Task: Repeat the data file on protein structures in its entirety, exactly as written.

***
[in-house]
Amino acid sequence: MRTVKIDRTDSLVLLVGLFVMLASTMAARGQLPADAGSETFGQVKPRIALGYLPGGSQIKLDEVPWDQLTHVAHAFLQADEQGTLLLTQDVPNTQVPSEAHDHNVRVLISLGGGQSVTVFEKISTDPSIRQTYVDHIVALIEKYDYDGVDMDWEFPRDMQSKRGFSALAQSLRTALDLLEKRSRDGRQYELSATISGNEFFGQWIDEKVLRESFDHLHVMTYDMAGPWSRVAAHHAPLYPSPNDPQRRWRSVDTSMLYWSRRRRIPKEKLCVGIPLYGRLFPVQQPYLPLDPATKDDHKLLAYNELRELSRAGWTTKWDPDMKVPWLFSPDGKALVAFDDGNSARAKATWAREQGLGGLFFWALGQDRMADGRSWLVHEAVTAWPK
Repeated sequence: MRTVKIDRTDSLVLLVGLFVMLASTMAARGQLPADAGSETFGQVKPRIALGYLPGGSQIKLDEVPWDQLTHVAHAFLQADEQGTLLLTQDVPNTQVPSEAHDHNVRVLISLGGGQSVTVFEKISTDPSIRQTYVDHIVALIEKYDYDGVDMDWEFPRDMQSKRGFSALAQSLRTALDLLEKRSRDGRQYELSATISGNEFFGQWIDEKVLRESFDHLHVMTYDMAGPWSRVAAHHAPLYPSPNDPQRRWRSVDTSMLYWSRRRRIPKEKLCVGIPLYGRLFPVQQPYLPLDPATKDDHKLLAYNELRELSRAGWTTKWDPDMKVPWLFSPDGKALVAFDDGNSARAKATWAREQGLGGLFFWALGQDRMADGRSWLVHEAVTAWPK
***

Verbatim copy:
[in-house]
Amino acid sequence: MRTVKIDRTDSLVLLVGLFVMLASTMAARGQLPADAGSETFGQVKPRIALGYLPGGSQIKLDEVPWDQLTHVAHAFLQADEQGTLLLTQDVPNTQVPSEAHDHNVRVLISLGGGQSVTVFEKISTDPSIRQTYVDHIVALIEKYDYDGVDMDWEFPRDMQSKRGFSALAQSLRTALDLLEKRSRDGRQYELSATISGNEFFGQWIDEKVLRESFDHLHVMTYDMAGPWSRVAAHHAPLYPSPNDPQRRWRSVDTSMLYWSRRRRIPKEKLCVGIPLYGRLFPVQQPYLPLDPATKDDHKLLAYNELRELSRAGWTTKWDPDMKVPWLFSPDGKALVAFDDGNSARAKATWAREQGLGGLFFWALGQDRMADGRSWLVHEAVTAWPK
Repeated sequence: MRTVKIDRTDSLVLLVGLFVMLASTMAARGQLPADAGSETFGQVKPRIALGYLPGGSQIKLDEVPWDQLTHVAHAFLQADEQGTLLLTQDVPNTQVPSEAHDHNVRVLISLGGGQSVTVFEKISTDPSIRQTYVDHIVALIEKYDYDGVDMDWEFPRDMQSKRGFSALAQSLRTALDLLEKRSRDGRQYELSATISGNEFFGQWIDEKVLRESFDHLHVMTYDMAGPWSRVAAHHAPLYPSPNDPQRRWRSVDTSMLYWSRRRRIPKEKLCVGIPLYGRLFPVQQPYLPLDPATKDDHKLLAYNELRELSRAGWTTKWDPDMKVPWLFSPDGKALVAFDDGNSARAKATWAREQGLGGLFFWALGQDRMADGRSWLVHEAVTAWPK